Program on Human Effectiveness, DCE, 12-Dec-1961 This version includes the Cost paragraph * Scan Copy: https://drive.google.com/file/d/1GQoBzpfCaM2XR0z4nPOYqkziWANnID0_/view?usp=sharing * PDF Transcript: https://dougengelbart.org/pubs/white-papers/1961-Program-On-Human-Effectiveness.pdf * DEI Browseable: https://dougengelbart.org/pubs/augment-133401.html
- Jan 2020
Tough (1967, 1971), building onthe work of Houle (1961), who provided the first comprehensive descrip-tion of self-directed learning as a form of study. Tough studied and describedthe self-planned learning projects of sixty-six Canadians. The uncoveringand documenting of this type of learning—learning that is widespread, thatoccurs as part of adults’ everyday life, and that is systematic yet does notdepend on an instructor or a classroom—generated one of the major thrustsof research in the field of adult education
occurs every day as part of the adult's life
systematic yet does not depend on a classroom or instructor.
- Jun 2016
Reviewers who receive a paper from which the identifying marks have been removed will immediately put in place an (imagined) set of circumstances of exactly the kind they are supposedly ignoring. I
creating an implied author in peer review
The third point concerning this 'author-function' is that it is notformed spontaneously through the simple attribution of a discourseto an individual. It results from a complex operation whose pur-pose is to construct the rational entity we call an author. Un-doubtedly, this construction is assigned a 'realistic' dimension aswe speak of an individual's 'profundity' or 'creative' power, hisintentions or the original inspiration manifested in writing. Never-theless, these aspects of an individual, which we designate as anauthor (or which comprise an individual as an author), are pro-jections, in terms always more or less psychological, of our way ofhandling texts: in the comparisons we make, the traits we extractas pertinent, the continuities we assign, or the exclusions we prac-tise.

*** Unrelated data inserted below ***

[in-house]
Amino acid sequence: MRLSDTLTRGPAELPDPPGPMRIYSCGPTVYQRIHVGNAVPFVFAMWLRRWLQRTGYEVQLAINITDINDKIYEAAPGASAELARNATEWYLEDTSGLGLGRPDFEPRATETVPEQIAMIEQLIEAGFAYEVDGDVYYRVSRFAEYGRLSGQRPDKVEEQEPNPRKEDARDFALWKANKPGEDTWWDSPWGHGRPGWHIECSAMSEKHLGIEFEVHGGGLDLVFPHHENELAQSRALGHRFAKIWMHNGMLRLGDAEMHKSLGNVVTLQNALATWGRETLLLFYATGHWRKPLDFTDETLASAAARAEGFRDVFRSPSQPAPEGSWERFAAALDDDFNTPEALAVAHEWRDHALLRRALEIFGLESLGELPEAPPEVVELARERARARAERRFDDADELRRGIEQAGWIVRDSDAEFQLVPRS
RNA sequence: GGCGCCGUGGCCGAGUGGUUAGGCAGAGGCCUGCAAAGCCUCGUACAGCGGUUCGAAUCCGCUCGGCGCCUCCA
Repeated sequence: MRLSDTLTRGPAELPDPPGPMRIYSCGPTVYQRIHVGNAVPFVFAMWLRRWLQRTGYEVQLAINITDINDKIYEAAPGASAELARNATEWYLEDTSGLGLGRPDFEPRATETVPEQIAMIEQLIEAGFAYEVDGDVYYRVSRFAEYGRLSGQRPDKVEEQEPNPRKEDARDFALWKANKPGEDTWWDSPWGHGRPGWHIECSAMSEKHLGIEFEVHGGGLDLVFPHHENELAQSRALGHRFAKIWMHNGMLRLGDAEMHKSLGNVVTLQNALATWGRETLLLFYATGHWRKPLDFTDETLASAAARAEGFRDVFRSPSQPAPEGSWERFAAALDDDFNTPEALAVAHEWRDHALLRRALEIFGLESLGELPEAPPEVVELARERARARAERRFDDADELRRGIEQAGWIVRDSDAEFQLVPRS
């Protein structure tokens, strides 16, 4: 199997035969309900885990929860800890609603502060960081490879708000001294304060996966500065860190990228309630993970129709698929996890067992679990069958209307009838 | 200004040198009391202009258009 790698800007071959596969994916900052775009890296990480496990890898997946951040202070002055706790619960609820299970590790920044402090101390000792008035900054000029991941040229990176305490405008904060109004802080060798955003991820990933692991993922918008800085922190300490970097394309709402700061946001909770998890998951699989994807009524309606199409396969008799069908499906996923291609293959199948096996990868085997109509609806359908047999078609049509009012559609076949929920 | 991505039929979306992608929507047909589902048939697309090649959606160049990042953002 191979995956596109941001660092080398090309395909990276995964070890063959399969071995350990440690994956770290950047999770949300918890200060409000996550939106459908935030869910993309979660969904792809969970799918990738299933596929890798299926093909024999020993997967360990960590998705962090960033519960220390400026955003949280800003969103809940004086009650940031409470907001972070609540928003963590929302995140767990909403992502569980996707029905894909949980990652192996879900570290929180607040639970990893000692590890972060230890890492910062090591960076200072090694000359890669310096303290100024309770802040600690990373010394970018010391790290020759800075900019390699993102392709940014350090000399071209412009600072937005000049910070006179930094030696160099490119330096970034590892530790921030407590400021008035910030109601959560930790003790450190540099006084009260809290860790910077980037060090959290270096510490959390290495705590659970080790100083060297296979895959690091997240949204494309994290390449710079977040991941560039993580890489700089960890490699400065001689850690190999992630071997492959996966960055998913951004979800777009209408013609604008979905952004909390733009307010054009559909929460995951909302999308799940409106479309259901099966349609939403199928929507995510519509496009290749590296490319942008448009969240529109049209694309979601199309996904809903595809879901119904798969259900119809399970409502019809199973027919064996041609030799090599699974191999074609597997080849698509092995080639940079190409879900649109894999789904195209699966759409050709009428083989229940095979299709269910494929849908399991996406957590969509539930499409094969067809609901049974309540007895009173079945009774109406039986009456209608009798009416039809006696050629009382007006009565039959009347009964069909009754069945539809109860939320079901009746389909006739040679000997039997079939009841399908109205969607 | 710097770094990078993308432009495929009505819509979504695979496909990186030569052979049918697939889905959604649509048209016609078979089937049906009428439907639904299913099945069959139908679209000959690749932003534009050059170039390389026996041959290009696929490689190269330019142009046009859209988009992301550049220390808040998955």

Version of the "Implied author"
We can conclude that, unlike a proper name, which moves fromthe interior of a discourse to the real person outside who producedit, the name of the author remains at the contours of texts -separating one from the other, defining their form, and character-izing their mode of existence. It points to the existence of certaingroups of discourse and refers to the status of this discourse withina society and culture. The author's name is not a function of aman's civil status, nor is it fictional; it is situated in the breach,among the discontinuities, which gives rise to new groups of dis-course and their singular mode of existence. C
Again, an "Implied Author" type idea that is completely not relevant to science--although ironically, the H-index tries to make it relevant. In science, the author name is not the function that defines the text; it is the person to whom the credit it to be given rather than a definition of Oeuvre. This is really useful distinction for discussing what is different between the two discourses.
Who is speaking in this way? Is it the story's hero, concerned to ignore the castrato concealed beneath the woman? Is it the man Balzac, endowed by his personal experience with a philosophy of Woman? Is it the author Balzac, professing certain "literary" ideas of femininity? Is it universal wisdom? or romantic psychology? It will always be impossible to know, for the good reason that all writing is itself this special voice, consisting of several indiscernible voices, and that literature is precisely the invention of this voice, to which we cannot assign a specific origin: literature is that neuter, that composite, that oblique into which every subject escapes, the trap where all identity is lost, beginning with the very identity of the body that writes.
Why science authorship is not the same as poetic authorship: the lack of identity of the author. cf. Booth 1961, Rhetoric of Fiction
- May 2015